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grain that is dropped into the earth, dies there, in order to allow a new plant, new life, to ascend into the light—prove to be such a deep, comforting experience as that attested by the cited reports? It is traditional knowledge that the initiates were furnished with a potion, the kykeon, for the final ceremony. It is also known that barley extract and mint were ingredients of the kykeon. Religious scholars and scholars of mythology, like Karl Kerenyi, from whose book on the Eleusinian Mysteries (Rhein-Verlag, Zurich, 1962) the preceding statements were taken, and with whom I was associated in relation to the research on this mysterious potion [In the English publication of Kerenyi’s book Eleusis (Schocken Books, New York, 1977) a reference is made to this collaboration], are of the opinion that the kykeon was mixed with an hallucinogenic drug [In The Road to Eleusis by R. Gordon Wasson, Albert Hofmann, and Carl A. P. Ruck (Harcourt Brace Jovanovich, New York, 1978) the possibility is discussed that the kykeon could have acted through an LSD-like preparation of ergot]. That would make understandable the ecstatic-visionary experience of the Demeter-Persephone myth as a symbol of the cycle of life and death in both a comprehensive and timeless reality. When the Gothic king Alarich, coming from the north, invaded Greece in 396 A.D. and destroyed the sanctuary of Eleusis, it was not only the end of a religious center, but it also signified the decisive downfall of the ancient world. With the monks that accompanied Alarich, Christianity penetrated into the country that must be regarded as the cradle of European culture. The cultural-historical meaning of the Eleusinian Mysteries, their influence on European intellectual history, can scarcely be overestimated. Here suffering humankind found a cure for its rational, objective, cleft intellect, in a mystical totality experience, that let it believe in immortality, in an everlasting existence. This belief had survived in early Christianity, although with other symbols. It is found as a promise, even in particular passages of the Gospels, most clearly in the Gospel according to John, as in Chapter 14: 120. Jesus speaks to his disciples, as he takes leave of them:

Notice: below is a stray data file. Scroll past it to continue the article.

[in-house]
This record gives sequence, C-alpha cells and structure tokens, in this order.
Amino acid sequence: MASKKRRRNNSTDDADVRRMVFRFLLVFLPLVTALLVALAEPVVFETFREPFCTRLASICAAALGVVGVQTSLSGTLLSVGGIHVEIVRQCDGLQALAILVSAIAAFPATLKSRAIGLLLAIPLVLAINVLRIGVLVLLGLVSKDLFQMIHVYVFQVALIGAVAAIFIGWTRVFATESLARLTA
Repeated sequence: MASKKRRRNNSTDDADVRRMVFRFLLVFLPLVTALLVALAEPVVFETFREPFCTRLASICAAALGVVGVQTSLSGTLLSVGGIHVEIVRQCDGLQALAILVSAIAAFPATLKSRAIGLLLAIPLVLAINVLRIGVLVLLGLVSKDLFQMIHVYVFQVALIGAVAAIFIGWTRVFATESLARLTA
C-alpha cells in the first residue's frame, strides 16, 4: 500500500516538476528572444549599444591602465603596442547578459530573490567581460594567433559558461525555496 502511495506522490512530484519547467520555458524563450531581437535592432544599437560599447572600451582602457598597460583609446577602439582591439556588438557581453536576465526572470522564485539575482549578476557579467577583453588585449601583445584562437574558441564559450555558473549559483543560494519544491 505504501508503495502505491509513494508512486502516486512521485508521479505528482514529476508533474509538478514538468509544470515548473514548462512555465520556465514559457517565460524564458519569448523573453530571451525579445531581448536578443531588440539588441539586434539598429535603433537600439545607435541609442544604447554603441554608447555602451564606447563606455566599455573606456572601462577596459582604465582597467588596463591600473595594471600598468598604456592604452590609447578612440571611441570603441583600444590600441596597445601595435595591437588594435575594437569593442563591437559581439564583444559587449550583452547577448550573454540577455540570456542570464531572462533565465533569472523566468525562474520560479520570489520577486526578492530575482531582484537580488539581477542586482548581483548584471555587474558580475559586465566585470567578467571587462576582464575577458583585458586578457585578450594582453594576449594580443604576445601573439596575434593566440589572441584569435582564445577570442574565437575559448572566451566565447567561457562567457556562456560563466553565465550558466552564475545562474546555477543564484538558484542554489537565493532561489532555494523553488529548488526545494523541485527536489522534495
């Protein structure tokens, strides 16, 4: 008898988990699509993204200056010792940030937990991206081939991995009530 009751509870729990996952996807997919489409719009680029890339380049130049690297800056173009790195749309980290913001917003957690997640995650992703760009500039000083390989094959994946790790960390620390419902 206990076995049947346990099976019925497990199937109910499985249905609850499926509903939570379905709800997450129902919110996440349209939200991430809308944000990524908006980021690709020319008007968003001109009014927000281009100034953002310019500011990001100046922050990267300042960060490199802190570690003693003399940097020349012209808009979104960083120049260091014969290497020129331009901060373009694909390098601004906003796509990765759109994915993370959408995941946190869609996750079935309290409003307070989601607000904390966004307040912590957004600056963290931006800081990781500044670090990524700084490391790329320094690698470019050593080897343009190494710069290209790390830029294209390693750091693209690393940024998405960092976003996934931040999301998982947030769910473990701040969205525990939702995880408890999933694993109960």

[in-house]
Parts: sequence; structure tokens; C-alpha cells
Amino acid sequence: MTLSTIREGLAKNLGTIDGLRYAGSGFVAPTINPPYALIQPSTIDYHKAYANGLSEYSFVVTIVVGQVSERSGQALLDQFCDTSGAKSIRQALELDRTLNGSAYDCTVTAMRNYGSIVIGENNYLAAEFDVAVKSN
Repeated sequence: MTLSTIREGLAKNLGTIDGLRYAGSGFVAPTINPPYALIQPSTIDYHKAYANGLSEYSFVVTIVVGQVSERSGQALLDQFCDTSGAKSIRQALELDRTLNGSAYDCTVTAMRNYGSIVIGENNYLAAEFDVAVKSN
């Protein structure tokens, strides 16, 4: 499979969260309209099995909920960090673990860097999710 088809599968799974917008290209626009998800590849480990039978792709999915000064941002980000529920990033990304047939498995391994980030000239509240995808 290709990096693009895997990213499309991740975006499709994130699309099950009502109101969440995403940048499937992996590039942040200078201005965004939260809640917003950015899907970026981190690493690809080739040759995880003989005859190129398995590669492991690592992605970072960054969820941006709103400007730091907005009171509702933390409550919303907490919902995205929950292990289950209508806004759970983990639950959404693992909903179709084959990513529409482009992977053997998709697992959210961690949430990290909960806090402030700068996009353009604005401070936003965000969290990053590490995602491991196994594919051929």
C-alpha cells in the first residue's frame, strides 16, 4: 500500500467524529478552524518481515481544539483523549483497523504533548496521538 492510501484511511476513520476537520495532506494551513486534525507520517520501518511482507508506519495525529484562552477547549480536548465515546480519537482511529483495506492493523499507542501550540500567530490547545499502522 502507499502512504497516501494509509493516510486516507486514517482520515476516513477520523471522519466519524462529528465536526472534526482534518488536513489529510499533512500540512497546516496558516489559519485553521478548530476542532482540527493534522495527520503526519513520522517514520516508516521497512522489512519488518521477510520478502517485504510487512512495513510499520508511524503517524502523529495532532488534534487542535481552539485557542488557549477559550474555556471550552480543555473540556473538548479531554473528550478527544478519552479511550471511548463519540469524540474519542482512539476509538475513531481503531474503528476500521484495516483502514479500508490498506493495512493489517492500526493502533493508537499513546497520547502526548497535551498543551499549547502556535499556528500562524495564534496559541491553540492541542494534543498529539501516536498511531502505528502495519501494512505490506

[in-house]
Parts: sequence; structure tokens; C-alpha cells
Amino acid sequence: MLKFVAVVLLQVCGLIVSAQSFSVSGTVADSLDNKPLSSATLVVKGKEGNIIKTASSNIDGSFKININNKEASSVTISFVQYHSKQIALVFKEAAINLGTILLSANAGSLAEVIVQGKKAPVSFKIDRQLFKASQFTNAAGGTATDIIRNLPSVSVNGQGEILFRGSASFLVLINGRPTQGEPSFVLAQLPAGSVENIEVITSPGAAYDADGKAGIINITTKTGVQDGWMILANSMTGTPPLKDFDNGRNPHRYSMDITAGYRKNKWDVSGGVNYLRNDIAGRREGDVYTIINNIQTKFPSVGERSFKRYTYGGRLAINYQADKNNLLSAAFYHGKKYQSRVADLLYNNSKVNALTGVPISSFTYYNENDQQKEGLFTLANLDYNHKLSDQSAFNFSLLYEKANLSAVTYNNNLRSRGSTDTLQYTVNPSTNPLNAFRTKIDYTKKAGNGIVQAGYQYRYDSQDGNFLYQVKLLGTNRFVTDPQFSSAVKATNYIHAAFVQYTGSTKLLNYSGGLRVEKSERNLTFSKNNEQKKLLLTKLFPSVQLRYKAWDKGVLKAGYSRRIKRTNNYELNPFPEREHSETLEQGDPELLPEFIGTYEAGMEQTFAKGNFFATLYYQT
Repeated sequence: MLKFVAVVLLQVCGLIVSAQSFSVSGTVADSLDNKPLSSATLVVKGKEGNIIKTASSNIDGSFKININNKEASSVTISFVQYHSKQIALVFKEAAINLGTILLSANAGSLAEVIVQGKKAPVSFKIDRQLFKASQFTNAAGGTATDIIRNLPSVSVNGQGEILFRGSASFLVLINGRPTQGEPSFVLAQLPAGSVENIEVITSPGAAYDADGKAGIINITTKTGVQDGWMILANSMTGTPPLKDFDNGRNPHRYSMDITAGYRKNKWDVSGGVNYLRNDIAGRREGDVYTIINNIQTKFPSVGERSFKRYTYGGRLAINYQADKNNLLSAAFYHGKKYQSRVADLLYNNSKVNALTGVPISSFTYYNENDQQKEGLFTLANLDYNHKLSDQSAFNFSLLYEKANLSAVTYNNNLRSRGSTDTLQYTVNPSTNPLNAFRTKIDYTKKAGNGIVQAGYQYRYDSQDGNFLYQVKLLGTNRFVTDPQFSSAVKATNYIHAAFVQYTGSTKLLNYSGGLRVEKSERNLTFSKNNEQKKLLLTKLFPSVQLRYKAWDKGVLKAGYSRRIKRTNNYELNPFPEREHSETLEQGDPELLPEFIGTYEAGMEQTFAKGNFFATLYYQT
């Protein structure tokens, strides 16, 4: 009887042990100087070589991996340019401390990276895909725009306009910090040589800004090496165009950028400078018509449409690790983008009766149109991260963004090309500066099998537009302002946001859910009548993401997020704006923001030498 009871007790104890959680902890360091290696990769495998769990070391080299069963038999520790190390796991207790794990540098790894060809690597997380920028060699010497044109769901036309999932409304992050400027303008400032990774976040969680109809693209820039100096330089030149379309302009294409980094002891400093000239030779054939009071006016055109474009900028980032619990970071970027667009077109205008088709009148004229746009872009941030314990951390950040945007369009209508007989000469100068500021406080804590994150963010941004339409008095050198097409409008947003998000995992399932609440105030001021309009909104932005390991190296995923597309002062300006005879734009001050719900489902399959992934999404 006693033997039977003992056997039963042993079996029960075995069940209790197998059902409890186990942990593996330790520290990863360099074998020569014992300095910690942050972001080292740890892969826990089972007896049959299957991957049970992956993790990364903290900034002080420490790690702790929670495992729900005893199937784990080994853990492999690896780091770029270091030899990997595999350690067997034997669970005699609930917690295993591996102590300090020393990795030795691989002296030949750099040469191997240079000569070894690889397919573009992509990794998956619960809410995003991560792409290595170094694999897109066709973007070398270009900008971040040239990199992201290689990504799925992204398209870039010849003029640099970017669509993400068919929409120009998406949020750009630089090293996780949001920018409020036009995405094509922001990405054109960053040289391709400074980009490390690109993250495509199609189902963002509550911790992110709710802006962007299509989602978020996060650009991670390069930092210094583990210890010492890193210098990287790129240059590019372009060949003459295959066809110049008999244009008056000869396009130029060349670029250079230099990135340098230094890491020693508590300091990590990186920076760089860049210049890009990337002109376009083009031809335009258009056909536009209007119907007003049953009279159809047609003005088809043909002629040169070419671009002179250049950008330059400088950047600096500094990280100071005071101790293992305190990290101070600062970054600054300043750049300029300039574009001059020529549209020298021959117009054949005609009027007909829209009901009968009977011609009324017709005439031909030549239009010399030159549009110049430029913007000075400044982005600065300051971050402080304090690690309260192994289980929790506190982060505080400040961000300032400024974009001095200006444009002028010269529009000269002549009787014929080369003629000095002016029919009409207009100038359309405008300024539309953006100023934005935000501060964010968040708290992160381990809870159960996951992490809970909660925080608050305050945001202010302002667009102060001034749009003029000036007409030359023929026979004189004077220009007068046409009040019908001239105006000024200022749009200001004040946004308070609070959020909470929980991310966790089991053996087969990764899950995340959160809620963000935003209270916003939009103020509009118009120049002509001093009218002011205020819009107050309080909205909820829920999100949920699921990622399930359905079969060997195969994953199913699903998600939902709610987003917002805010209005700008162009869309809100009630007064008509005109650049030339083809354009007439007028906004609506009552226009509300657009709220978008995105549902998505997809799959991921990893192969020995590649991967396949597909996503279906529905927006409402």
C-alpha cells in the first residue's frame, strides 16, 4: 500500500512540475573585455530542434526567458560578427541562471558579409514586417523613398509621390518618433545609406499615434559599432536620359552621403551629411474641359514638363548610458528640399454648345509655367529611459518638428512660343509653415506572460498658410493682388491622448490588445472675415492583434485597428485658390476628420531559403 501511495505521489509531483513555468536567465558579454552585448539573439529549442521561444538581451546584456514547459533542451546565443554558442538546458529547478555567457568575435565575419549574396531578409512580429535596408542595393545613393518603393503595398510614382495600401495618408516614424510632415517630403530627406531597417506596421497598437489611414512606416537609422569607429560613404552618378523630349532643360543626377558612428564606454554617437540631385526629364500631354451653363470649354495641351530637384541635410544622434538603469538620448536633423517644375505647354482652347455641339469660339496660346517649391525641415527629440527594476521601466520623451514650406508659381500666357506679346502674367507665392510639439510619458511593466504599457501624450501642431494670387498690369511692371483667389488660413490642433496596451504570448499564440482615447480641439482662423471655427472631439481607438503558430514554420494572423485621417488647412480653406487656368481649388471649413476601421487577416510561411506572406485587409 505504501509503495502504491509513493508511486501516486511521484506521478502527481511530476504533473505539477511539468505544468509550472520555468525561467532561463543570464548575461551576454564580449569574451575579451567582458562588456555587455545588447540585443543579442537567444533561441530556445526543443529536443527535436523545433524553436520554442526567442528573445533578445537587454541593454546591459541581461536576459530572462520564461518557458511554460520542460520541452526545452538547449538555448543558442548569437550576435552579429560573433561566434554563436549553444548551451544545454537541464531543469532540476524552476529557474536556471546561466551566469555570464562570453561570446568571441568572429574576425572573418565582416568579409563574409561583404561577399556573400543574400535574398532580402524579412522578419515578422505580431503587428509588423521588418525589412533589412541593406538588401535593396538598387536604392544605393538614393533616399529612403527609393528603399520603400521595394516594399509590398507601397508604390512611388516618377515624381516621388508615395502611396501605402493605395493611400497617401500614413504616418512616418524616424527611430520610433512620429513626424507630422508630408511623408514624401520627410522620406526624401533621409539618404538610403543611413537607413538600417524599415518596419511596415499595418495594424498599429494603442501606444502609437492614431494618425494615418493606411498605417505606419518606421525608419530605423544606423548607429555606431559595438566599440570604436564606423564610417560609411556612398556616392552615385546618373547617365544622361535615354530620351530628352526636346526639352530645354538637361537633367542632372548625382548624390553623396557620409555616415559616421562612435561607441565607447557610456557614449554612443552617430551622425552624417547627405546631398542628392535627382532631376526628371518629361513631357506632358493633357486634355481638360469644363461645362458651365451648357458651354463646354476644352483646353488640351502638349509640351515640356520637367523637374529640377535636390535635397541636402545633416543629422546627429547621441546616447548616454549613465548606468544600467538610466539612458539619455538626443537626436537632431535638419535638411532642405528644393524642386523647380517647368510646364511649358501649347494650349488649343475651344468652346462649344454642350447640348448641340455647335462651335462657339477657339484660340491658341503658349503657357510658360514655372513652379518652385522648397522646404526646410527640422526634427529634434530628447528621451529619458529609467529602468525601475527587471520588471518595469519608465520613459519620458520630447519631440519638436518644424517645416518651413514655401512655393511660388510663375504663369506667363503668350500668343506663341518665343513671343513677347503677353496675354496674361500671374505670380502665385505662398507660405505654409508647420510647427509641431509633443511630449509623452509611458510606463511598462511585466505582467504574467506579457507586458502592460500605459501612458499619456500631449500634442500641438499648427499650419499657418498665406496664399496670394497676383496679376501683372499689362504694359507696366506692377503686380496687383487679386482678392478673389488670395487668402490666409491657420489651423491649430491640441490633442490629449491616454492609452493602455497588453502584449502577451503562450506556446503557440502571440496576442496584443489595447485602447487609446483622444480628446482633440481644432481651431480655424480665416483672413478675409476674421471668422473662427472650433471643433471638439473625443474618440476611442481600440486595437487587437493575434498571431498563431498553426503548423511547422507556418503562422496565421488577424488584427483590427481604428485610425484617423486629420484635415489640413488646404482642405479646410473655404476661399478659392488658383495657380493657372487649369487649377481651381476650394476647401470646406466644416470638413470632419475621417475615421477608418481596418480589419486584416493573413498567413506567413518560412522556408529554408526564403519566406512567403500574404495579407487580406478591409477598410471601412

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And I will pray the Father, and he shall give you another Comforter, that he may abide with you forever; Even the Spirit of truth; whom the world cannot receive, because it seeth him not, neither knoweth him: but ye know him; for he dwelleth with you, and shall be in you. I will not leave you comfortless: I will come to you. Yet a little while, and the world seeth me no more; but ye see me: because I live, ye shall live also. At that day ye shall know that I am in my Father, and ye in me, and I in you. This promise constitutes the heart of my Christian beliefs and my call to natural-scientific research: we will attain to knowledge of the universe through the spirit of truth, and thereby to understanding of our being one with the deepest, most comprehensive reality, God. Ecclesiastical Christianity, determined by the duality of creator and creation has, however, with its nature-alienated religiosity, largely obliterated the Eleusinian-Dionysian legacy of antiquity. In the Christian sphere of belief, only special blessed men have attested to a timeless, comforting reality, experienced in a spontaneous vision, an experience to which in antiquity the elite of innumerable generations had access through the initiation at Eleusis. The unio mystica of Catholic saints, and the visions that the representatives of Christian mysticism—Jakob Boehme, Meister Eckhart, Angelus Silesius, Thomas Traherne, William Blake, and others describe in their writings—are obviously essentially related to the enlightenment that the initiates to the Eleusinian Mysteries experienced. The fundamental importance of a mystical experience, for the recovery of people in Western industrial societies who are sickened by a one-sided, rational, materialistic world view, is today given primary emphasis, not only by adherents to Eastern religious movements like Zen Buddhism, but also by leading representatives of academic psychiatry. Of the appropriate literature, we will here refer only to the books of Balthasar Staehelin, the Basel psychiatrist working in Zurich [Haben und Sein (1969), Die Welt als Du (1970), Urvertrauen und zweite Wirklichkeit (1973), and Der flnale Mensch